Judgment in this case has been entered, and the parties have not filed any motion seeking to vacate the judgment. Even if the Court were to construe the pending motion to amend the complaint as a motion to vacate, there is no basis for such a ruling. First, a motion to amend or alter the judgment under Rule 59(e) must be filed no later than ten days after entry of the judgment. See Fed. R. Civ. P. 59(e). The instant motion was not filed until June 20, 2007, nearly five months after judgment was entered. As such, any motion under Rule 59(e) is untimely. Second, the parties have not pointed to any mistake, oversight, neglect, or newly discovered evidence that would warrant setting aside this judgment under Rule 60, nor have they suggested that there is any other basis to vacate the judgment under Rule 60(b)(6)'s catch-all provision. See Fed. R. Civ. P. 60. Without a valid basis to vacate the previously entered judgment, the Court cannot entertain a motion to amend the complaint.

B. Futility

Even if Plaintiff's motion to amend the complaint were deemed to be timely, it must nevertheless fail under the doctrines of futility and law of the case, described below.

1. Standard of Review

Plaintiff seeks to amend the complaint under Rule 15(a), which provides that, once the time for amending a pleading as of right has expired, a party must request leave of court if it wishes to amend a pleading. See Fed. R. Civ. P. 15(a). Leave to amend a complaint "shall be freely given when justice so requires." Id. In addition, Plaintiff invokes Rule 20(a), which provides that multiple defendants may be joined in one action "if there is asserted against them jointly, severally, or in the alternative, any right to relief in respect of or arising out of the same transaction, occurrence, or series of transactions or occurrences and if any question of law or fact common to all defendants will arise in the action." Fed. R. Civ. P. 20(a).*fn2

Nevertheless, "denial of leave to amend is appropriate where there is a reason to do so, such as bad faith or dilatory motive, undue prejudice to the opposing party by virtue of allowance of the amendment, or futility of the amendment." Dluhos v. Floating and Abandoned Vessel, Known as New York, 162 F.3d 63, 69 (2d Cir. 1998) (citing Foman v. Davis, 371 U.S. 178, 182 (1962)). The decision is left to the district court's discretion, which may be exercised more exactingly when the motion to amend the complaint is filed after judgment has been entered. See State Trading Corp. v. Assuranceforeningen Skuld, 921 F.2d 409, 418 (2d Cir. 1990) (concluding that district court did not abuse discretion by denying leave to amend complaint after summary judgment had been granted).

An amendment is futile when the proposed new claim would not withstand a motion to dismiss under Rule 12(b)(6) of the Federal Rules of Civil Procedure. See Milanese v. Rust-oleum Corp., 244 F.3d 104, 110 (2d Cir. 2001); see also Twisted Records, Inc. v. Rauhofer, No. 03 Civ. 2644 (DF), 2005 U.S. Dist. LEXIS 3313, at *21 (S.D.N.Y. Mar. 3, 2005) (noting that the court may deny leave to amend where the claim to be added would fail to state a claim upon which relief may be granted); Posr v. N.Y. State Court Officer, No. 96 Civ. 5200 (CLP), 2006 U.S. Dist. LEXIS 13934, at *63-64 (E.D.N.Y. Mar. 13, 2006) (denying motion to amend because plaintiff failed to state a claim for which relief could be granted on "the facts alleged in the proposed amended complaint").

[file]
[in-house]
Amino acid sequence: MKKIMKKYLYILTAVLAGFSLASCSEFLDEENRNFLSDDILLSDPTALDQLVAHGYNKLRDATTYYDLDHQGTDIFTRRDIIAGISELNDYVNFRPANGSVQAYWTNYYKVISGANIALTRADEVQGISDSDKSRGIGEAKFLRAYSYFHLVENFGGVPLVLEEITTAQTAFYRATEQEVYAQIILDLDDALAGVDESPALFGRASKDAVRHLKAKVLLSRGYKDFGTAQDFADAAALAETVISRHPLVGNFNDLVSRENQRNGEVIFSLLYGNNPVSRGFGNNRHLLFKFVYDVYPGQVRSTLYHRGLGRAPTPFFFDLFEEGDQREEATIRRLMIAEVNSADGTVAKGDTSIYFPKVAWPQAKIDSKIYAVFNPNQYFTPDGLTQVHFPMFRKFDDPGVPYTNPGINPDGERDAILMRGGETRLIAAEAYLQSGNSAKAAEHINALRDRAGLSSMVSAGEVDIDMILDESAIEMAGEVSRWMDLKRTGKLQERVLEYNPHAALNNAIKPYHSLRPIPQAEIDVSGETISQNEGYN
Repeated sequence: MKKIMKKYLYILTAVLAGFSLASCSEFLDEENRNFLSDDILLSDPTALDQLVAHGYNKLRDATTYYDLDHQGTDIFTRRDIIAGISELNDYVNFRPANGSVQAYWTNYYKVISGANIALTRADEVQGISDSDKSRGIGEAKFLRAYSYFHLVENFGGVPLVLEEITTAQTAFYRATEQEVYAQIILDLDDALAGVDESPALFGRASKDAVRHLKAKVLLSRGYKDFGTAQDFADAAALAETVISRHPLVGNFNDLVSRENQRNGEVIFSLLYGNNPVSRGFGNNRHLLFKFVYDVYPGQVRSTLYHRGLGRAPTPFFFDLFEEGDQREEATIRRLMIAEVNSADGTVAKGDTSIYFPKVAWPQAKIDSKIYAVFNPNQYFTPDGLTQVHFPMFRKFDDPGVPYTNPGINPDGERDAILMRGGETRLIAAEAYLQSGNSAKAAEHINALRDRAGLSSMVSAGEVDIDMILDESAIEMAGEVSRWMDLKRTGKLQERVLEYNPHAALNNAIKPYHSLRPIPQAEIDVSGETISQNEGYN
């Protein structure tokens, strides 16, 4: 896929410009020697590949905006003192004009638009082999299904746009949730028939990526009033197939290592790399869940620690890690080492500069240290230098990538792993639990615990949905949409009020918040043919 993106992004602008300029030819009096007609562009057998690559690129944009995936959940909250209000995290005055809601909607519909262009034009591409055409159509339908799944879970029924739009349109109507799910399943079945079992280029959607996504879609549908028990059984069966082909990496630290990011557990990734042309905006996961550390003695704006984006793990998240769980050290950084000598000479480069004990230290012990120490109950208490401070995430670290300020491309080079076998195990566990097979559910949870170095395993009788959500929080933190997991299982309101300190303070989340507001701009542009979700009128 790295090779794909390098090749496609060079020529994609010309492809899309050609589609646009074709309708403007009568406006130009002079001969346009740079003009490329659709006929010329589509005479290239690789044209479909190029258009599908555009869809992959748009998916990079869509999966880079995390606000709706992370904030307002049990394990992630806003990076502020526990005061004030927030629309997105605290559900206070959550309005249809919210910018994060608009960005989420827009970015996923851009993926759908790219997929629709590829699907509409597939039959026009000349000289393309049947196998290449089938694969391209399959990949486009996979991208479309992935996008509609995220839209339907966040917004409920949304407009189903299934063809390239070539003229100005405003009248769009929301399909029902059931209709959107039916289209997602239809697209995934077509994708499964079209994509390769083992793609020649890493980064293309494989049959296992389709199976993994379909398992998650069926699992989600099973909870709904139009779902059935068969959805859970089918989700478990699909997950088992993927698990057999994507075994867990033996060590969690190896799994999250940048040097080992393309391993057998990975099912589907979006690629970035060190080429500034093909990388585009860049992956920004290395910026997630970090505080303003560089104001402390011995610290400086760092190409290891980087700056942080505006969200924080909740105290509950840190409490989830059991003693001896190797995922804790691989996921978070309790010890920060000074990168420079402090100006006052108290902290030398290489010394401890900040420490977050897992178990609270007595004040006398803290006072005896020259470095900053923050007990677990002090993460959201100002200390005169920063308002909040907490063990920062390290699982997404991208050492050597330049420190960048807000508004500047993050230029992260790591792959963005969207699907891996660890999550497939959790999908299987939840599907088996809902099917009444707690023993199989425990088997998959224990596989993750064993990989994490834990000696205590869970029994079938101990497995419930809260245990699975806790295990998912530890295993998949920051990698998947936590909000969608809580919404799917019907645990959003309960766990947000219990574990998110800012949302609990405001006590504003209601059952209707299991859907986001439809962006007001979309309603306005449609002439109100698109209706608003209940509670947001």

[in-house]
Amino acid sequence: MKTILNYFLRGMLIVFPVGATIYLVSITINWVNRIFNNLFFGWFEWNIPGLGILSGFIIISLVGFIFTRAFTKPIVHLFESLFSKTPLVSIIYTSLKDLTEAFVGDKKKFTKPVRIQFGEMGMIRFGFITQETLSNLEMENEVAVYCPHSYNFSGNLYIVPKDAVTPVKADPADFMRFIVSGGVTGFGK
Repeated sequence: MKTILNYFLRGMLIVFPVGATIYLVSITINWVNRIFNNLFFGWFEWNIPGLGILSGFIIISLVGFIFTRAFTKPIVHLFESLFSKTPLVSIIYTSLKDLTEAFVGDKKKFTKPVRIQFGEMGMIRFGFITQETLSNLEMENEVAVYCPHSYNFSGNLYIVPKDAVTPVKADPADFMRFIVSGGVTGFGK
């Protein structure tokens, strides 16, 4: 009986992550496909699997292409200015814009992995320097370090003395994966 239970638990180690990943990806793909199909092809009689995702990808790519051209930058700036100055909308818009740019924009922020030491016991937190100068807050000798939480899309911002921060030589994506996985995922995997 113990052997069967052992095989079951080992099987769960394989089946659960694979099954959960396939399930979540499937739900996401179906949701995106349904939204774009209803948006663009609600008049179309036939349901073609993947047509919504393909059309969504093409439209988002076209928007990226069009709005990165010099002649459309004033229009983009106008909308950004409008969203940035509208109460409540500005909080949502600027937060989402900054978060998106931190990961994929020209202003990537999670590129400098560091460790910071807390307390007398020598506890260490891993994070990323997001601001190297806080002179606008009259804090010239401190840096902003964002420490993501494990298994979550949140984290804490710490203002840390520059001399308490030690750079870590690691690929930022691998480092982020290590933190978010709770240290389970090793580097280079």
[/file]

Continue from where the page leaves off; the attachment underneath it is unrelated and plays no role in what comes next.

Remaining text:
Finally, Judge Karas' previous ruling on the summary judgment motion constitutes the law of this case. The law of the case doctrine posits that, if a court decides a rule of law, that decision should continue to govern in subsequent stages of the same case. Sagendorf-Teal v. County of Rensselaer, 100 F.3d 270, 277 (2d Cir. 1996). The law of the case doctrine does not constrain the court's jurisdiction to alter its previous findings in certain circumstances, including "an intervening change of controlling law, the availability of new evidence, or the need to correct a clear error or prevent manifest injustice," United States v. Thorn, 446 F.3d 378, 383 (2d Cir. 2006) (internal quotation marks omitted). The doctrine, however, "directs a court's discretion," Arizona v. California, 460 U.S. 605, 618 (1983), and dictates a general practice of refusing to reopen what has already been decided, see Wright v. Cayan, 817 F.2d 999, 1002 & n.3 (2d Cir. 1987) (holding that law of the case doctrine applies even after reassignment of case from one judge to another). The doctrine ensures that "where litigants have once battled for the court's decision, they should neither be required, nor without good reason permitted, to battle for it again." Official Comm. of Unsecured Creditors of Color Tile, Inc. v. Coopers & Lybrand, LLP, 322 F.3d 147, 167 (2d Cir. 2003) (internal quotation marks omitted); see also Spinelli v. Sec'y of the DOI, No 99-CV-8163 (JFB), 2006 U.S. Dist. LEXIS 76129, *25 (E.D.N.Y. Oct. 19, 2006).

2. Analysis